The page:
NEW YORK (
) -- Ever since our nation was founded there have been Americans doubting its survival, urging that we copy a rival.
In the earliest years of the Republic, this meant England. In the early 20th century, Germany became the model. Anti-communists wanted us to copy the Soviet Union. Later in the century it was Japan's keiretsu model that was favored. Now it's China.
But China is a century behind us. What it has perfected are the tools on which Americans like Henry Ford built their fortunes. Despite the bullet trains and new suburbs, China has yet to figure out what Americans have always nurtured -- the imagination that produces great software.
Take a look at that laptop on your desk. The brand may be Chinese, but inside it's running an American operating system,
Windows. That phone in your hand? Sure, it's made in China. But the software, the branding, and the experience are as American as a Macintosh
The one market that counts most, in all the world, is software. It's the last product we have that's made entirely by hand. But it's more the product of imagination than of typing. And America dominates it.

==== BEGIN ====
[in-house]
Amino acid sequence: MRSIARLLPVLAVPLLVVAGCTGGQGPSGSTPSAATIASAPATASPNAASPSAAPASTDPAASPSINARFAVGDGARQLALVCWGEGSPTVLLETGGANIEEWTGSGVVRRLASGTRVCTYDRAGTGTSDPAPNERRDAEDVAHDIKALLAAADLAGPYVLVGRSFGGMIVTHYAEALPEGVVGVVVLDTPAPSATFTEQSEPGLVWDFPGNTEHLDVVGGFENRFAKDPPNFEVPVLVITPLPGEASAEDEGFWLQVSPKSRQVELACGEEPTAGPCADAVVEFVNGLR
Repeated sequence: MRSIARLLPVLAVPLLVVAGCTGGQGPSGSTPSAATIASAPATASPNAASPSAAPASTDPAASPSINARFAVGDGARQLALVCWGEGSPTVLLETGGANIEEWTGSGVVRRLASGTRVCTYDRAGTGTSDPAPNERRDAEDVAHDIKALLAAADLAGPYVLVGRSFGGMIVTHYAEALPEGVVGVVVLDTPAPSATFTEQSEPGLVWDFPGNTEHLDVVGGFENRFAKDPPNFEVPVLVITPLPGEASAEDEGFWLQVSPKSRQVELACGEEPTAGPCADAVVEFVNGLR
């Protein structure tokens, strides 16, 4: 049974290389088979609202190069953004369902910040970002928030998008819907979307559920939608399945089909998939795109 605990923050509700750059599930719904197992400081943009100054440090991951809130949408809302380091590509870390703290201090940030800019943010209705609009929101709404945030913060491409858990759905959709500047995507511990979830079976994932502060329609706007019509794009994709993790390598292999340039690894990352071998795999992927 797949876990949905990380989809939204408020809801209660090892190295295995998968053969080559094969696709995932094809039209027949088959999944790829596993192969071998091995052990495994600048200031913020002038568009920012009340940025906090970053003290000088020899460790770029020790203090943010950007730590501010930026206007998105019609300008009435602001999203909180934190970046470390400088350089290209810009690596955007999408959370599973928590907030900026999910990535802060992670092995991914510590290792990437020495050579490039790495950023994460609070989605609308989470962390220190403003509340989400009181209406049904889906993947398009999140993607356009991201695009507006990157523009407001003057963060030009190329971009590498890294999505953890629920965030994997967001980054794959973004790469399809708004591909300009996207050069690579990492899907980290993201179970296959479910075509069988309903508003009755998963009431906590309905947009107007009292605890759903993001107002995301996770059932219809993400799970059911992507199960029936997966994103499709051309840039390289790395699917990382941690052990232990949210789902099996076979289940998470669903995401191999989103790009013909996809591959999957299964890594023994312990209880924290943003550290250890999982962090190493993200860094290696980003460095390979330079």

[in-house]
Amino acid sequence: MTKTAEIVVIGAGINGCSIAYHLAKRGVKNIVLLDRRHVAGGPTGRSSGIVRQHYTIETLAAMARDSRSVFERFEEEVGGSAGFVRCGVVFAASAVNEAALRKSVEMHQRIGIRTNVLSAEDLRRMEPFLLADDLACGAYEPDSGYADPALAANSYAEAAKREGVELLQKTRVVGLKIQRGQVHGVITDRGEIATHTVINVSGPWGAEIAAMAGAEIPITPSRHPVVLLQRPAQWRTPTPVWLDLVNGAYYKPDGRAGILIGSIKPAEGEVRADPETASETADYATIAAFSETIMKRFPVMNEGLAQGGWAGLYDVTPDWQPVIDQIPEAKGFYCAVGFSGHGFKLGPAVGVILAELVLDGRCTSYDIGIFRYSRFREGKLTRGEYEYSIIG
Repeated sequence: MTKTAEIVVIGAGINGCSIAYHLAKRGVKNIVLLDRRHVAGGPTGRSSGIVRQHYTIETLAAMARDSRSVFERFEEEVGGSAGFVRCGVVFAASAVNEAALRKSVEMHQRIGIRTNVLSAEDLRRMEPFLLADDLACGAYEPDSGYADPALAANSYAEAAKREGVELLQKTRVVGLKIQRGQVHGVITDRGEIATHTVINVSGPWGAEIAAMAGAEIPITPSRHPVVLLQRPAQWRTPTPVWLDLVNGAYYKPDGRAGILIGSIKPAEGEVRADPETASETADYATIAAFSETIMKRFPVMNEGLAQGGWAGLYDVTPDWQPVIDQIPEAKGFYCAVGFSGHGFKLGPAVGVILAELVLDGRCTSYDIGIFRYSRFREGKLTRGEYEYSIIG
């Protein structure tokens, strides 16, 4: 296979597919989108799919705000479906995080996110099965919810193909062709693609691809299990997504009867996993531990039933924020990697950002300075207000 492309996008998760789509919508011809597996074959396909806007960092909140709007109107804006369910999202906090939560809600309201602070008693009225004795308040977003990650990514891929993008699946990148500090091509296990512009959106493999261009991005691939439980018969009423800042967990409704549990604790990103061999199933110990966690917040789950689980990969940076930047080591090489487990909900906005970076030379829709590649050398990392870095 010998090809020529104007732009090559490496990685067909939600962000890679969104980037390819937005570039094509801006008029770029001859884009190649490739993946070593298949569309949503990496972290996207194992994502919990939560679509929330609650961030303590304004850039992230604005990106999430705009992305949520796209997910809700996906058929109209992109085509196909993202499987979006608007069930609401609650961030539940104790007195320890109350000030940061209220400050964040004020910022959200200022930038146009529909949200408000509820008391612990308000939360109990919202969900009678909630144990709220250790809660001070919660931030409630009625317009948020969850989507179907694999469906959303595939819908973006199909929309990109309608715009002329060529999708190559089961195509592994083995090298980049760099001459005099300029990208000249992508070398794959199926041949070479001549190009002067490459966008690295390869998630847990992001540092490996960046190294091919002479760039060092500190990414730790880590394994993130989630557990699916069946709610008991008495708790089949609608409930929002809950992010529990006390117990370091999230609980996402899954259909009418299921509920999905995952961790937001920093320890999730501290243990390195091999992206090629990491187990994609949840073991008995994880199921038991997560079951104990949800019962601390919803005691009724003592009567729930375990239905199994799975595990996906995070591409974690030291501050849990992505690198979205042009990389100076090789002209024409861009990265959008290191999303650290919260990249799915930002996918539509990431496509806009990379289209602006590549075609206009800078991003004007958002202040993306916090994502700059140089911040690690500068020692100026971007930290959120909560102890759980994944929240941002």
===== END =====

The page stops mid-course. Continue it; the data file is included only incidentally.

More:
CEO Jim Whitehurst pointed out earlier this year, in a speech
I reported on for TheStreet.com
, today's cloud software tools are like the auto-lathe of two centuries ago. We're still at the nuts-and-bolts stage of the information revolution, he said. There is much more to come.
Want to know who best uses these American-made tools? Americans. Who leads in transaction processing, whether credit cards or stock trades? We do. Who leads in robotics, in the mass customization that will remake tomorrow's factories? We do. Who created social media and the apps explosion? We did. Whose colleges do the best job of training young minds for the 21st century's challenges? Ours do.
My point isn't to deliver a pep talk. It's to point out that the fulcrum upon which our leadership rests is software. Most particularly, software that defines what Apple devices or
robot surgeons can do -- their operating systems.